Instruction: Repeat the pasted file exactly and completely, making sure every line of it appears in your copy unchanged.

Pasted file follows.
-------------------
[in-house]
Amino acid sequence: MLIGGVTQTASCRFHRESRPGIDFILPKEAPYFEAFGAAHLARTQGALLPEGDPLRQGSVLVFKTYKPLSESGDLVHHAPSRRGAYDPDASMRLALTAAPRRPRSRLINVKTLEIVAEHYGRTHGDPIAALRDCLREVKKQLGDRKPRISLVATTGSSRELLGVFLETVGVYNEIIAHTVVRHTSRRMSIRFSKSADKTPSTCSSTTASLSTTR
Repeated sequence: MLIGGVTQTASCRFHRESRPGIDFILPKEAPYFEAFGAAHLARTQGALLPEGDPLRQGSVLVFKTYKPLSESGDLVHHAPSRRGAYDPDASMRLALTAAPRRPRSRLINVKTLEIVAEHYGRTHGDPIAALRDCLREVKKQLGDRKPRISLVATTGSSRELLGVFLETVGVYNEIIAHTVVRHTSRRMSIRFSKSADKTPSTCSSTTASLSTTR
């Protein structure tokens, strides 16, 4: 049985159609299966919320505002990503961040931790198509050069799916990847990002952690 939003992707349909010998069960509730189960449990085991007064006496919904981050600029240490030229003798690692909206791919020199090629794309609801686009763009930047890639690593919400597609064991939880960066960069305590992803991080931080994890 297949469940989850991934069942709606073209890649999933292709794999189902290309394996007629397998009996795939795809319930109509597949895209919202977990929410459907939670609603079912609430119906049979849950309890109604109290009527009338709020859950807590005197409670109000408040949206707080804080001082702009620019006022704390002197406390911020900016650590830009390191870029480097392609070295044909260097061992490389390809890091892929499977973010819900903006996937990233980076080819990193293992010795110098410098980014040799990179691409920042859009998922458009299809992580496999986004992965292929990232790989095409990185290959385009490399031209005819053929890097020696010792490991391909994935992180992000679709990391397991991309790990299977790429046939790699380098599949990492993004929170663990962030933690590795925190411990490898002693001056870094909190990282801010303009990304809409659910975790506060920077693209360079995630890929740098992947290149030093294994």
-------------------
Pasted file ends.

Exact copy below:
[in-house]
Amino acid sequence: MLIGGVTQTASCRFHRESRPGIDFILPKEAPYFEAFGAAHLARTQGALLPEGDPLRQGSVLVFKTYKPLSESGDLVHHAPSRRGAYDPDASMRLALTAAPRRPRSRLINVKTLEIVAEHYGRTHGDPIAALRDCLREVKKQLGDRKPRISLVATTGSSRELLGVFLETVGVYNEIIAHTVVRHTSRRMSIRFSKSADKTPSTCSSTTASLSTTR
Repeated sequence: MLIGGVTQTASCRFHRESRPGIDFILPKEAPYFEAFGAAHLARTQGALLPEGDPLRQGSVLVFKTYKPLSESGDLVHHAPSRRGAYDPDASMRLALTAAPRRPRSRLINVKTLEIVAEHYGRTHGDPIAALRDCLREVKKQLGDRKPRISLVATTGSSRELLGVFLETVGVYNEIIAHTVVRHTSRRMSIRFSKSADKTPSTCSSTTASLSTTR
């Protein structure tokens, strides 16, 4: 049985159609299966919320505002990503961040931790198509050069799916990847990002952690 939003992707349909010998069960509730189960449990085991007064006496919904981050600029240490030229003798690692909206791919020199090629794309609801686009763009930047890639690593919400597609064991939880960066960069305590992803991080931080994890 297949469940989850991934069942709606073209890649999933292709794999189902290309394996007629397998009996795939795809319930109509597949895209919202977990929410459907939670609603079912609430119906049979849950309890109604109290009527009338709020859950807590005197409670109000408040949206707080804080001082702009620019006022704390002197406390911020900016650590830009390191870029480097392609070295044909260097061992490389390809890091892929499977973010819900903006996937990233980076080819990193293992010795110098410098980014040799990179691409920042859009998922458009299809992580496999986004992965292929990232790989095409990185290959385009490399031209005819053929890097020696010792490991391909994935992180992000679709990391397991991309790990299977790429046939790699380098599949990492993004929170663990962030933690590795925190411990490898002693001056870094909190990282801010303009990304809409659910975790506060920077693209360079995630890929740098992947290149030093294994």